:)(: asked in Society & CultureLanguages · 1 decade ago

In the Japanese language, how do you pronounce the "r's"?

Please tell me the correct pronounciation of each word..

ex.1 sakura

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sa-cooh-rah

sa-cooh-la

sa-cooh-da

ex.2 hiroto

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hee-row-toe

hee-low-toe

hee-dow-toe

ex.3 uruha

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ooo-rooh-hah

ooo-looh-hah

ooo-dooh-hah

And when I write a d, I meant as an "l-ish" light "d" sound. Thank you.

4 Answers

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  • 1 decade ago
    Favorite Answer

    Try this. Put your tongue in the position to make a 'd' sound (use the word 'do,' for example). Then, starting with your tongue in that position, try pronouncing an 'r' sound (like 'rue'). That should give your the Japanese 'r' sound.

  • 4 years ago

    I am an implemented linguistics professor in Japan and used to be as soon as confused through the equal query a long time in the past whilst I first got here right here. It is for a few motives. When the Japanese syllabary is positioned into Roman leters (our A,B,Cs), they use simplest the letter R. It is deceptive considering the sound they make is neither an R or an L sound. It is somewhere in among the 2. Adjoining sounds normally regulate the sound in a few approaches making it look extra R than L every now and then and vice versa. The excellent approach to consider of it's to consider of it as a separate sound all in combination. Good success! Ganbate!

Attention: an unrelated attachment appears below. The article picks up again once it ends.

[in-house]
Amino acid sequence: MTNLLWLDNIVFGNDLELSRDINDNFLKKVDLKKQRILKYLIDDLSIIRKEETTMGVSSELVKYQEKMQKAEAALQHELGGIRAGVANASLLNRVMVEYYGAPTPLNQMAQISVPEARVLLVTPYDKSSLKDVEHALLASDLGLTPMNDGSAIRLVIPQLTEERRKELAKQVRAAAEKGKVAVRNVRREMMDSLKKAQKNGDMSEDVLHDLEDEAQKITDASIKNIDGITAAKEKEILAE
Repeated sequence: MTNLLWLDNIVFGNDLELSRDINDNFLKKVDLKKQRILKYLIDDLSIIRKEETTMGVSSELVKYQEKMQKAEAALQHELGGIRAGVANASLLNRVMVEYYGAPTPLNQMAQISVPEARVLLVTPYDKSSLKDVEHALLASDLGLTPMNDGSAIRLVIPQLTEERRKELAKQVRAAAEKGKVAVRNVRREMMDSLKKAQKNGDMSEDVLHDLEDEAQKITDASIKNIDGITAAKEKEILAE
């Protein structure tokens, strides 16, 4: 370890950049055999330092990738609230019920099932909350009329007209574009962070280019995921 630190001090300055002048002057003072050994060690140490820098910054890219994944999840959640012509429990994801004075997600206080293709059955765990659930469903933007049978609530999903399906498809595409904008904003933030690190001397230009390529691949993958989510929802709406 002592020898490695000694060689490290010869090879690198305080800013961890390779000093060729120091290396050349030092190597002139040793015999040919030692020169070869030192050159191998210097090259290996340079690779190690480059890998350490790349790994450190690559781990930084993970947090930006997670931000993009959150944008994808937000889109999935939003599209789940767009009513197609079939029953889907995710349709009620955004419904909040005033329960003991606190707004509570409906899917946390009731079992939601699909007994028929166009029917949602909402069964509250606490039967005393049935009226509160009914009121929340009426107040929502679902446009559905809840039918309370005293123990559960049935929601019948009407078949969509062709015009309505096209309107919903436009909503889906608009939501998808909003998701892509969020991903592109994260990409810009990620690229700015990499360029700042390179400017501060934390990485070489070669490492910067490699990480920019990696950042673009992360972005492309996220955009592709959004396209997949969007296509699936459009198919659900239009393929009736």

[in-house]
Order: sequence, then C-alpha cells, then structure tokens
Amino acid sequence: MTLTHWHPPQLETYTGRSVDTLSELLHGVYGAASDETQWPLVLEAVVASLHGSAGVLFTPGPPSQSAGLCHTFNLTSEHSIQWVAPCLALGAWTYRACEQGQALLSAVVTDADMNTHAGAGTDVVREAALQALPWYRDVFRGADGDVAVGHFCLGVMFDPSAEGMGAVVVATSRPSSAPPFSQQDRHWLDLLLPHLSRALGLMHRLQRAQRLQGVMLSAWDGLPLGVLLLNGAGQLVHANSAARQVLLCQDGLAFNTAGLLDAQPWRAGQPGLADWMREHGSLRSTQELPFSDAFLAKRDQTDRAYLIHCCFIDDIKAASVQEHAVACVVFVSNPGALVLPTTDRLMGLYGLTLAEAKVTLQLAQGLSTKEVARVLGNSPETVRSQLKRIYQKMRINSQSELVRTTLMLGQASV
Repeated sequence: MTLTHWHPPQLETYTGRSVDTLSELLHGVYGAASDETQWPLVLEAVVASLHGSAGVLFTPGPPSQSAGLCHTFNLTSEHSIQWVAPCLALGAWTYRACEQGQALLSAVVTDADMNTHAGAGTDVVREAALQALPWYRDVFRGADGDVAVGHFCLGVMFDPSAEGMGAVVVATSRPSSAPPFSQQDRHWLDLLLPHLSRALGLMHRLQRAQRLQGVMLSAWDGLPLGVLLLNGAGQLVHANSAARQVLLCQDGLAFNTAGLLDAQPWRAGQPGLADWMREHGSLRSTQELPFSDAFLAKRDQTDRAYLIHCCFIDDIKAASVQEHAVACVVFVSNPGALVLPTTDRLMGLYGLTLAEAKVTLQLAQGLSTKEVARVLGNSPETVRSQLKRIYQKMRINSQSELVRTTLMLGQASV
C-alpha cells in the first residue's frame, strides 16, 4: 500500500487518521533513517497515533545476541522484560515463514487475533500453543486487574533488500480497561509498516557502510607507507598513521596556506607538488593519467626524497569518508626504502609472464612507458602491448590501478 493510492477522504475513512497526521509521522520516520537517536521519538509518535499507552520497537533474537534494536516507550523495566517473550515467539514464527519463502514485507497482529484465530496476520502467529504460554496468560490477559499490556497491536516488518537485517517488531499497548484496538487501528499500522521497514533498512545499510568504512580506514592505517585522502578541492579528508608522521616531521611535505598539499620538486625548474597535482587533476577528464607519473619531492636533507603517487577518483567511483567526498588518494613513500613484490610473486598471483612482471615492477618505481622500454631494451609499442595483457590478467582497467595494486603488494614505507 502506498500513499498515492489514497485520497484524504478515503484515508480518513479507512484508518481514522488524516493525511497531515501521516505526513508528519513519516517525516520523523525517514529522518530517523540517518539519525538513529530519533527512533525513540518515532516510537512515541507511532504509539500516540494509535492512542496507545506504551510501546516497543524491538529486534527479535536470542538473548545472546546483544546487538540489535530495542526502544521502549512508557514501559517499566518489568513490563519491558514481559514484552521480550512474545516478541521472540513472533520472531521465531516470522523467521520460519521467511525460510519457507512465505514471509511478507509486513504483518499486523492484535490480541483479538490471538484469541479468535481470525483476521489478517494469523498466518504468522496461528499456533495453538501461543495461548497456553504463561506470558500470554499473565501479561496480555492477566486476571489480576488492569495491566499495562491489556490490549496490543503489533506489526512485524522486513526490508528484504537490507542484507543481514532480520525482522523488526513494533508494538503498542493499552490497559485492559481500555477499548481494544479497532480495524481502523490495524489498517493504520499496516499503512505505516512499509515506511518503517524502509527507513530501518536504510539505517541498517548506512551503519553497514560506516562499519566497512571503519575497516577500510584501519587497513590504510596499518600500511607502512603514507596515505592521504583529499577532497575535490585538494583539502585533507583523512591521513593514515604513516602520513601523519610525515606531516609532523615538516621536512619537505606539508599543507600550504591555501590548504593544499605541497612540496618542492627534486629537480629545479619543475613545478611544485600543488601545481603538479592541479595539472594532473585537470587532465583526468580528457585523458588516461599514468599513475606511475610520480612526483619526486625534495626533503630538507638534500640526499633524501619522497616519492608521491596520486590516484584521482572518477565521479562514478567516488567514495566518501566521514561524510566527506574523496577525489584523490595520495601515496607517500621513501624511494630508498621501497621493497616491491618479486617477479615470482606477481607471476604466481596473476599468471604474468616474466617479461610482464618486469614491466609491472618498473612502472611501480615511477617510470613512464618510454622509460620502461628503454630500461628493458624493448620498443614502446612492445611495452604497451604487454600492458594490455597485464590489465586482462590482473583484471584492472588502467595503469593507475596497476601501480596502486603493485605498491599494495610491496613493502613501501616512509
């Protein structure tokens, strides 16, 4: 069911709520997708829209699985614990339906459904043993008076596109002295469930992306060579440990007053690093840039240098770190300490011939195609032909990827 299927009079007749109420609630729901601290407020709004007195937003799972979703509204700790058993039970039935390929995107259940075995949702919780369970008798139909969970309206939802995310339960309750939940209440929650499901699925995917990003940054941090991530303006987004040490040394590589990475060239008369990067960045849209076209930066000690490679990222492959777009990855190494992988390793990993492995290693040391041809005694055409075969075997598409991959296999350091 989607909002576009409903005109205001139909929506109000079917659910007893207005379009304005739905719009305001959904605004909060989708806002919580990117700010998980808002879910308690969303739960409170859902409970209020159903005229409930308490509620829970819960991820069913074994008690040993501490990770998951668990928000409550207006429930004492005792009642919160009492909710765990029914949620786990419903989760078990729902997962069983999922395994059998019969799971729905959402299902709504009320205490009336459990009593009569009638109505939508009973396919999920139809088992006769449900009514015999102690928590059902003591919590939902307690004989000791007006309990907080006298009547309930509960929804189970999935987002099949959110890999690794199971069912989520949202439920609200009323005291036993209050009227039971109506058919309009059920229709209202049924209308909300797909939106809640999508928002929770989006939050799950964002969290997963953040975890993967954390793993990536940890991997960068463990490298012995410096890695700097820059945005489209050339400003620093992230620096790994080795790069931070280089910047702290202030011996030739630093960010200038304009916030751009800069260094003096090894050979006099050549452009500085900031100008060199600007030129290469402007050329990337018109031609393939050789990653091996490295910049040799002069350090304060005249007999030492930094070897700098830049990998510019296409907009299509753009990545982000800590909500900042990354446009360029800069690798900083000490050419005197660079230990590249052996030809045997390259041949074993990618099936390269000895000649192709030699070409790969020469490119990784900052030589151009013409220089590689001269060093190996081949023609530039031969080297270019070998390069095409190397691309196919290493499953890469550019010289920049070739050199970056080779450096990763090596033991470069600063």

• Anonymous
    1 decade ago

    They are pronounced like Spanish "r"s but not in the rolling sense. The sound is between an "l" and a light "d" like how we would say "ladder."

    But some Japanese actually pronounce the "r" as an "l" in some contexts. like ending words such as "nara" or "kara" the "ra" might actually be pronounced as "la".

    So basically all of what you wrote would be the 3rd option.

  • 1 decade ago

    Roll the 'r' sounds, just like in Spanish. If anything, 'd' is the closest to describing it, but it is a rolled 'r' sound.

    On your example 1, the third is probably accurate.

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